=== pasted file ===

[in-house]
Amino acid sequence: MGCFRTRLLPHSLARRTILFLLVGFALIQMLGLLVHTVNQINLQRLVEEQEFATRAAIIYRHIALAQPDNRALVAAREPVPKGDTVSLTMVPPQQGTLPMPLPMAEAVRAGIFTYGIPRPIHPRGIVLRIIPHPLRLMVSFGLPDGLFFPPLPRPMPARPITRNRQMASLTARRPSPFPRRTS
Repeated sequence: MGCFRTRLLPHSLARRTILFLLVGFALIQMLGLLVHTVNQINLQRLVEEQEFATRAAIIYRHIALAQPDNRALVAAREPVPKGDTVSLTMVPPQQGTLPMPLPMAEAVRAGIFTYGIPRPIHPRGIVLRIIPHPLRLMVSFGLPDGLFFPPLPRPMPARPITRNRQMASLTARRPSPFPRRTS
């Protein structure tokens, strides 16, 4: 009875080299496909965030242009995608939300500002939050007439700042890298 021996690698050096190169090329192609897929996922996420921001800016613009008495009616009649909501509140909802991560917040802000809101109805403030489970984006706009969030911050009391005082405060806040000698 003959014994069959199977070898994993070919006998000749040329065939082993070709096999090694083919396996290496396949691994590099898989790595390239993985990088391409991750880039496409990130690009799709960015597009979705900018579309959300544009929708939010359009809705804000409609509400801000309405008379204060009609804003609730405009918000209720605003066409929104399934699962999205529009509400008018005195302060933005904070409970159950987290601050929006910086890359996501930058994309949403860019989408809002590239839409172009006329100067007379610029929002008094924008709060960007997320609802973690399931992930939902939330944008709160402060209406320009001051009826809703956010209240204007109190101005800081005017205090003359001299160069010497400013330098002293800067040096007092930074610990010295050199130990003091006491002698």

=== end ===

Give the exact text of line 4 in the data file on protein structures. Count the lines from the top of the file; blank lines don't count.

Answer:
């Protein structure tokens, strides 16, 4: 009875080299496909965030242009995608939300500002939050007439700042890298 021996690698050096190169090329192609897929996922996420921001800016613009008495009616009649909501509140909802991560917040802000809101109805403030489970984006706009969030911050009391005082405060806040000698 003959014994069959199977070898994993070919006998000749040329065939082993070709096999090694083919396996290496396949691994590099898989790595390239993985990088391409991750880039496409990130690009799709960015597009979705900018579309959300544009929708939010359009809705804000409609509400801000309405008379204060009609804003609730405009918000209720605003066409929104399934699962999205529009509400008018005195302060933005904070409970159950987290601050929006910086890359996501930058994309949403860019989408809002590239839409172009006329100067007379610029929002008094924008709060960007997320609802973690399931992930939902939330944008709160402060209406320009001051009826809703956010209240204007109190101005800081005017205090003359001299160069010497400013330098002293800067040096007092930074610990010295050199130990003091006491002698």